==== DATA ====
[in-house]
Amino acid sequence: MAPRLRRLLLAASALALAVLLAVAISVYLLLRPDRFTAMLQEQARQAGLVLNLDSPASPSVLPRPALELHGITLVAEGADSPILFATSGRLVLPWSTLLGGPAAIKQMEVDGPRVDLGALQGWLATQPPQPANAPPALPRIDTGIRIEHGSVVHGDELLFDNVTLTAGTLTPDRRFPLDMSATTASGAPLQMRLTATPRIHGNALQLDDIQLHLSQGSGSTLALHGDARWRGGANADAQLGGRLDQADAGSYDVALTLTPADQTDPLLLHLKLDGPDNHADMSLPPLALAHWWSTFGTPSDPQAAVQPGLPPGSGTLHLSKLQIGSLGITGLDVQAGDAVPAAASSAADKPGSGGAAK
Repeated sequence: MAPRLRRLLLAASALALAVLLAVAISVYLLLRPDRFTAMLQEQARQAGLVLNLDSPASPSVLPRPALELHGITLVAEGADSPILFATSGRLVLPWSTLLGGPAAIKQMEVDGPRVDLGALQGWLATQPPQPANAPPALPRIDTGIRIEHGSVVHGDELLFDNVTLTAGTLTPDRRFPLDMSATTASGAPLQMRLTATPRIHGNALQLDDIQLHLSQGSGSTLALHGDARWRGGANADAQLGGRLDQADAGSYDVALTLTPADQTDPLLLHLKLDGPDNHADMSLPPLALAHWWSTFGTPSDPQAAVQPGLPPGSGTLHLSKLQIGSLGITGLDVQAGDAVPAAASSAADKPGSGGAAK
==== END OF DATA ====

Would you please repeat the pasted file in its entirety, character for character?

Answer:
[in-house]
Amino acid sequence: MAPRLRRLLLAASALALAVLLAVAISVYLLLRPDRFTAMLQEQARQAGLVLNLDSPASPSVLPRPALELHGITLVAEGADSPILFATSGRLVLPWSTLLGGPAAIKQMEVDGPRVDLGALQGWLATQPPQPANAPPALPRIDTGIRIEHGSVVHGDELLFDNVTLTAGTLTPDRRFPLDMSATTASGAPLQMRLTATPRIHGNALQLDDIQLHLSQGSGSTLALHGDARWRGGANADAQLGGRLDQADAGSYDVALTLTPADQTDPLLLHLKLDGPDNHADMSLPPLALAHWWSTFGTPSDPQAAVQPGLPPGSGTLHLSKLQIGSLGITGLDVQAGDAVPAAASSAADKPGSGGAAK
Repeated sequence: MAPRLRRLLLAASALALAVLLAVAISVYLLLRPDRFTAMLQEQARQAGLVLNLDSPASPSVLPRPALELHGITLVAEGADSPILFATSGRLVLPWSTLLGGPAAIKQMEVDGPRVDLGALQGWLATQPPQPANAPPALPRIDTGIRIEHGSVVHGDELLFDNVTLTAGTLTPDRRFPLDMSATTASGAPLQMRLTATPRIHGNALQLDDIQLHLSQGSGSTLALHGDARWRGGANADAQLGGRLDQADAGSYDVALTLTPADQTDPLLLHLKLDGPDNHADMSLPPLALAHWWSTFGTPSDPQAAVQPGLPPGSGTLHLSKLQIGSLGITGLDVQAGDAVPAAASSAADKPGSGGAAK